For the Greater Good Science Center, “diversity” refers to both an obvious fact of human life—namely, that there are many different kinds of people—and the idea that this diversity drives cultural, economic, and social vitality and innovation. Indeed, decades of research suggest that intolerance hurts our well-being—and that individuals thrive when they are able to tolerate and embrace the diversity of the world.
In North America, the word “diversity” is strongly associated with racial diversity. However, that is just one dimension of the human reality. We also differ in gender, language, manners and culture, social roles, sexual orientation, education, skills, income, and countless other domains. In recent years, some advocates have even argued for recognition of “neurodiversity,” which refers to the range of differences in brain function.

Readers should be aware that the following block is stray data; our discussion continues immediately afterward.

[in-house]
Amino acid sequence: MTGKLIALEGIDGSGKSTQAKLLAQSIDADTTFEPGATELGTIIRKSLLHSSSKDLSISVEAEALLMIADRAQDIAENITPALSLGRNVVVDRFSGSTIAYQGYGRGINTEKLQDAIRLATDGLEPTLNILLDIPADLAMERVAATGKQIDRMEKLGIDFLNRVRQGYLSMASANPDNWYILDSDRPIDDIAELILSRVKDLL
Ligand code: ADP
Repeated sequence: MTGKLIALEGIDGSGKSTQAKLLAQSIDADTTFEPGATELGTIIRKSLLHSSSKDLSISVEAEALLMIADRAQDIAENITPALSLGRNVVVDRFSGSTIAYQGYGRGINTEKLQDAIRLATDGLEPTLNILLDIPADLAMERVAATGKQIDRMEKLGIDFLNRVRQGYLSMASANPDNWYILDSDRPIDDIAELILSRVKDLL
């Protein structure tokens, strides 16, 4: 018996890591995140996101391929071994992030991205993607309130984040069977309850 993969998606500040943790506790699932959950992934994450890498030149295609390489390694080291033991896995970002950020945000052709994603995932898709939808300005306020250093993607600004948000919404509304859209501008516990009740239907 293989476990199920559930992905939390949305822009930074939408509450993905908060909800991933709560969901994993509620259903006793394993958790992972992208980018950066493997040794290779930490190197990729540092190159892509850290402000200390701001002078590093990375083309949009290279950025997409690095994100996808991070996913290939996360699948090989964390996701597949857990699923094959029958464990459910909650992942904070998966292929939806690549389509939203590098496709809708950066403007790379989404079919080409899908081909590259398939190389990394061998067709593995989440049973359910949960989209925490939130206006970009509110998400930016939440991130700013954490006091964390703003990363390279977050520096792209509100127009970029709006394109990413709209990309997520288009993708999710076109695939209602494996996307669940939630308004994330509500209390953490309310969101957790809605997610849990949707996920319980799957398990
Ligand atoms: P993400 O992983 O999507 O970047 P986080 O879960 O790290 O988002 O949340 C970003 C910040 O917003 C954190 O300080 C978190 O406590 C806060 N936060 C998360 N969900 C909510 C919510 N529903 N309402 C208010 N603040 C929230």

Research shows that differences do make it harder for people to connect and empathize with each other. Navigating differences can be tough, whether in the classroom, the workplace, or our personal relationships—and yet people all over the world do it every day. It’s a prosocial skill, like empathy or forgiveness, that can be developed over a lifetime with intentionality, knowledge, and practice. In diverse societies, cultivating our ability to forge relationships across differences can actually increase our well-being.